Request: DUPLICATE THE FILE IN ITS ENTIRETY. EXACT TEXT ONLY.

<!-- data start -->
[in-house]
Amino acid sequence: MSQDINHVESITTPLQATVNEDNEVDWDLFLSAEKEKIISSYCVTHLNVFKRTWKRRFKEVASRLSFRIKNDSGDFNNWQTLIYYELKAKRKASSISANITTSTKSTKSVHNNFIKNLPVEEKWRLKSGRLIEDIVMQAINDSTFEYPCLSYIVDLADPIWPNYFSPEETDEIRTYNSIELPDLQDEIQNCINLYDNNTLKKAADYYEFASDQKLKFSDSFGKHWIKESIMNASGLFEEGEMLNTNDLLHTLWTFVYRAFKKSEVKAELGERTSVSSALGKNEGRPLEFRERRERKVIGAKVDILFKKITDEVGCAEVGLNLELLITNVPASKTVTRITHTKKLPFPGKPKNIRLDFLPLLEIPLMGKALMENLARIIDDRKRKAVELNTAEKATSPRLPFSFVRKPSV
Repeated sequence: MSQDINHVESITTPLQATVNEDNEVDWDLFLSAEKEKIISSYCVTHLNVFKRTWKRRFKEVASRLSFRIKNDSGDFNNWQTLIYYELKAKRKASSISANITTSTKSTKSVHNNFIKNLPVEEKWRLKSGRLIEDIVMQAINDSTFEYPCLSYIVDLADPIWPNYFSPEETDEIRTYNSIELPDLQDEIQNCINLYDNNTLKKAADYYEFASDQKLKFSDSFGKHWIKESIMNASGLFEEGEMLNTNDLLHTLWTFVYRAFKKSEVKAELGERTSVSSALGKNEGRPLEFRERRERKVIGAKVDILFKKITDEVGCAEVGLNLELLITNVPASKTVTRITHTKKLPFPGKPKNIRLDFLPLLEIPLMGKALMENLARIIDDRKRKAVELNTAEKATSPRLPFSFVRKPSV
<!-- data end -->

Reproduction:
[in-house]
Amino acid sequence: MSQDINHVESITTPLQATVNEDNEVDWDLFLSAEKEKIISSYCVTHLNVFKRTWKRRFKEVASRLSFRIKNDSGDFNNWQTLIYYELKAKRKASSISANITTSTKSTKSVHNNFIKNLPVEEKWRLKSGRLIEDIVMQAINDSTFEYPCLSYIVDLADPIWPNYFSPEETDEIRTYNSIELPDLQDEIQNCINLYDNNTLKKAADYYEFASDQKLKFSDSFGKHWIKESIMNASGLFEEGEMLNTNDLLHTLWTFVYRAFKKSEVKAELGERTSVSSALGKNEGRPLEFRERRERKVIGAKVDILFKKITDEVGCAEVGLNLELLITNVPASKTVTRITHTKKLPFPGKPKNIRLDFLPLLEIPLMGKALMENLARIIDDRKRKAVELNTAEKATSPRLPFSFVRKPSV
Repeated sequence: MSQDINHVESITTPLQATVNEDNEVDWDLFLSAEKEKIISSYCVTHLNVFKRTWKRRFKEVASRLSFRIKNDSGDFNNWQTLIYYELKAKRKASSISANITTSTKSTKSVHNNFIKNLPVEEKWRLKSGRLIEDIVMQAINDSTFEYPCLSYIVDLADPIWPNYFSPEETDEIRTYNSIELPDLQDEIQNCINLYDNNTLKKAADYYEFASDQKLKFSDSFGKHWIKESIMNASGLFEEGEMLNTNDLLHTLWTFVYRAFKKSEVKAELGERTSVSSALGKNEGRPLEFRERRERKVIGAKVDILFKKITDEVGCAEVGLNLELLITNVPASKTVTRITHTKKLPFPGKPKNIRLDFLPLLEIPLMGKALMENLARIIDDRKRKAVELNTAEKATSPRLPFSFVRKPSV